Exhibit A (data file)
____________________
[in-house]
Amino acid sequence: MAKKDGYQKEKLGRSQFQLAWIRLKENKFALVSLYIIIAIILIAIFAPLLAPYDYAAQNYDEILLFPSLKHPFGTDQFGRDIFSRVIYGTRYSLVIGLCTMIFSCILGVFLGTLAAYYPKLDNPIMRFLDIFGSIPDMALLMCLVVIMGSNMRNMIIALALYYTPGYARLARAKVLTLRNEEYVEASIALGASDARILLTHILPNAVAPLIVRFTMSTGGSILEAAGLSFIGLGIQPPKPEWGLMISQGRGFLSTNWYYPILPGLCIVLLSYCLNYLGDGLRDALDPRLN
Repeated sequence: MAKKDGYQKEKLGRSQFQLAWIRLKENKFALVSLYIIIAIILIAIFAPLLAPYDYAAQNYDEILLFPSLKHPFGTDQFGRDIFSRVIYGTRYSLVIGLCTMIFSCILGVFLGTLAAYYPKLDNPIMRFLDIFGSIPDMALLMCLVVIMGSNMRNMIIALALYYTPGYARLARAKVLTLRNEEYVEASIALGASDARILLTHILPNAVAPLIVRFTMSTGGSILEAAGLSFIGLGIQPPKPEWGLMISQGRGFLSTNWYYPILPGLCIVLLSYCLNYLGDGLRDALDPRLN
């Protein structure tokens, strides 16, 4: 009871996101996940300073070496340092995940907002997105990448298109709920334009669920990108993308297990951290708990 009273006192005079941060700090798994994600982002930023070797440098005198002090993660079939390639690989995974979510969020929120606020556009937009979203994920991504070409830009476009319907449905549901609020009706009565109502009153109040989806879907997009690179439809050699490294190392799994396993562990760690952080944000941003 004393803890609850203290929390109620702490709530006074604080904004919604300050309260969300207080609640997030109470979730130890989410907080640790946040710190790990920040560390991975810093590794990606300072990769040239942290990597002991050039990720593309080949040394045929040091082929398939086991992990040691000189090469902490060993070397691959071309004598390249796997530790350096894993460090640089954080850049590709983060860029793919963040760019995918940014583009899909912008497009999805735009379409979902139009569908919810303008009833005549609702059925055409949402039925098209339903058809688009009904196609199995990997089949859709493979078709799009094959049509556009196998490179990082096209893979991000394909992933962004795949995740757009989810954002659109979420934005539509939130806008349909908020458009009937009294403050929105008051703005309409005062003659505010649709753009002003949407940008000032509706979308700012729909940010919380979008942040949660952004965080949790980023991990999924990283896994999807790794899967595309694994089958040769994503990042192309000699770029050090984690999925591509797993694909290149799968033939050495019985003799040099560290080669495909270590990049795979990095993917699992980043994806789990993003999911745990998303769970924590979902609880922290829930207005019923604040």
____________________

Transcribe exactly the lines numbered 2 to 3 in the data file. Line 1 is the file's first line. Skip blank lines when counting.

Amino acid sequence: MAKKDGYQKEKLGRSQFQLAWIRLKENKFALVSLYIIIAIILIAIFAPLLAPYDYAAQNYDEILLFPSLKHPFGTDQFGRDIFSRVIYGTRYSLVIGLCTMIFSCILGVFLGTLAAYYPKLDNPIMRFLDIFGSIPDMALLMCLVVIMGSNMRNMIIALALYYTPGYARLARAKVLTLRNEEYVEASIALGASDARILLTHILPNAVAPLIVRFTMSTGGSILEAAGLSFIGLGIQPPKPEWGLMISQGRGFLSTNWYYPILPGLCIVLLSYCLNYLGDGLRDALDPRLN
Repeated sequence: MAKKDGYQKEKLGRSQFQLAWIRLKENKFALVSLYIIIAIILIAIFAPLLAPYDYAAQNYDEILLFPSLKHPFGTDQFGRDIFSRVIYGTRYSLVIGLCTMIFSCILGVFLGTLAAYYPKLDNPIMRFLDIFGSIPDMALLMCLVVIMGSNMRNMIIALALYYTPGYARLARAKVLTLRNEEYVEASIALGASDARILLTHILPNAVAPLIVRFTMSTGGSILEAAGLSFIGLGIQPPKPEWGLMISQGRGFLSTNWYYPILPGLCIVLLSYCLNYLGDGLRDALDPRLN